In a breakthrough that could revolutionize the world of robotics, a team of researchers from North Carolina State University has developed a highly versatile and efficient robotic gripper. The innovative device boasts an impressive combination of strength, gentleness, precision, and dexterity, making it capable of handling objects from a delicate drop of water to a hefty 14.1-pound weight.
The gripper’s design showcases an impressive balance of these attributes, making it ideal for various applications, including manufacturing and robotic prosthetics. The team even integrated the device with technology that uses electrical signals produced by forearm muscles to control the gripper, demonstrating its potential in the field of prosthetics.
Jie Yin, associate professor of mechanical and aerospace engineering at North Carolina State University, and the study’s corresponding author, explained the challenges in creating such a versatile device. “Developing a single, soft gripper that can handle ultrasoft, ultrathin, and heavy objects is challenging due to tradeoffs between strength, precision, and gentleness. Our design achieves an excellent balance of these characteristics,” he said.
The new gripper’s design is an evolution of an earlier generation of flexible, robotic grippers inspired by kirigami – an art form that involves cutting and folding two-dimensional materials to create three-dimensional shapes. The team made significant improvements in the fundamental structure and trajectory of the grippers, enhancing their efficiency and versatility.
The device’s ability to distribute force throughout its structure is the key to its impressive strength and gentleness. “Our grippers weigh 0.4 grams and can lift up to 6.4 kilograms. That’s a payload-to-weight ratio of about 16,000. That is 2.5 times higher than the previous record for payload-to-weight ratio, which was 6,400,” Yin elaborated.
The gripper’s design-driven performance allows for flexibility in material choice, opening doors for environmentally friendly options like biodegradable materials. This feature could be particularly useful in handling food or biomedical materials where temporary usage is required.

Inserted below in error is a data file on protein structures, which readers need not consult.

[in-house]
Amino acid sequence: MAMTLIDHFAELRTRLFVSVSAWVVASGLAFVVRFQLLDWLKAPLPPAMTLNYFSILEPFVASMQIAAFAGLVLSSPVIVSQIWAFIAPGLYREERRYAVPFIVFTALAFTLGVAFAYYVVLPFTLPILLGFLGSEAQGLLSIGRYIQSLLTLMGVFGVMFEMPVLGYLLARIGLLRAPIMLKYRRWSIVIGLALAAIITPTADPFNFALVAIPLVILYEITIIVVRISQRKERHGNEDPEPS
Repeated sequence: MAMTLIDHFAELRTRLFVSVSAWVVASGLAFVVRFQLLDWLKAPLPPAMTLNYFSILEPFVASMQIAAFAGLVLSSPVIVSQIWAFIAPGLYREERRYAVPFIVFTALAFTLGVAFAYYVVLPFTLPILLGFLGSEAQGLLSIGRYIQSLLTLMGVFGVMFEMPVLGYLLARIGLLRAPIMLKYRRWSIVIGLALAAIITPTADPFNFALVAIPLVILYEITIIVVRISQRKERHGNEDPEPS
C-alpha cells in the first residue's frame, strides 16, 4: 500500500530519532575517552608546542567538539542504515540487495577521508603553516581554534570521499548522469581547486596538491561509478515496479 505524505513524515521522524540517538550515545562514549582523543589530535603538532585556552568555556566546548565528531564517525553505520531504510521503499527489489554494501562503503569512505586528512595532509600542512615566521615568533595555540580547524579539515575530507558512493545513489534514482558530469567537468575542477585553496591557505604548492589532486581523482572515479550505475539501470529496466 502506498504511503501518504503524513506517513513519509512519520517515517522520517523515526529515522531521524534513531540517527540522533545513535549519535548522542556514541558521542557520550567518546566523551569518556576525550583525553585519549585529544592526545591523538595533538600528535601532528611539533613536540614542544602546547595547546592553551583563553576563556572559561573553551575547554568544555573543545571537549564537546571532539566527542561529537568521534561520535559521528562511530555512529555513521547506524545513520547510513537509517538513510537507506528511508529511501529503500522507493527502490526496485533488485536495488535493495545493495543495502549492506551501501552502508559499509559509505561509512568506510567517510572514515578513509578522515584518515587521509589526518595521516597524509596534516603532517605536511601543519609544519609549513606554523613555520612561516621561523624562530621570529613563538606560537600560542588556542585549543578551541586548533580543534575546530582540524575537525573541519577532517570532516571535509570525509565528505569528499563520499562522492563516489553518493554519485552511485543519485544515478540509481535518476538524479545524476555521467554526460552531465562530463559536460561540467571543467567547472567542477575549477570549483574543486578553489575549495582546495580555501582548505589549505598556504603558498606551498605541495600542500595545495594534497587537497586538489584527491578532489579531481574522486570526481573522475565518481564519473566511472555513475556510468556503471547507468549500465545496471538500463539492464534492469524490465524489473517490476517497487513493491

The team also demonstrated the gripper’s potential in handling sharp medical waste such as needles, emphasizing its safety and efficiency. Integration with a myoelectric prosthetic hand further showcased its potential in prosthetics, enhancing functionality for tasks that existing prosthetic devices find challenging.
Helen Huang, professor in the joint biomedical engineering department at NC State and the University of North Carolina at Chapel Hill, explained that while the new gripper cannot replace all functions of existing prosthetic hands, it could supplement those functions without needing to replace or augment existing motors used in robotic prosthetics.
In their proof-of-concept testing, the researchers demonstrated that the kirigami grippers could turn book pages and pluck grapes off a vine when used with the myoelectric prosthesis. This shows promise for applications in fields as diverse as food processing, pharmaceuticals, electronics manufacturing, and even programming languages and coding where precision is paramount.
“We believe the gripper design has potential applications in fields ranging from robotic prosthetics and food processing to pharmaceutical and electronics manufacturing,” Yin concluded. “We are looking forward to working with industry partners to find ways to put the technology to use.”
This development is a significant leap forward in robotics and automation technology, with implications for industries ranging from electronics to healthcare. As we continue to push the boundaries of what is possible with robotics and computers, innovations like this versatile robotic gripper bring us one step closer to a future where machines can perform tasks with human-like dexterity and precision.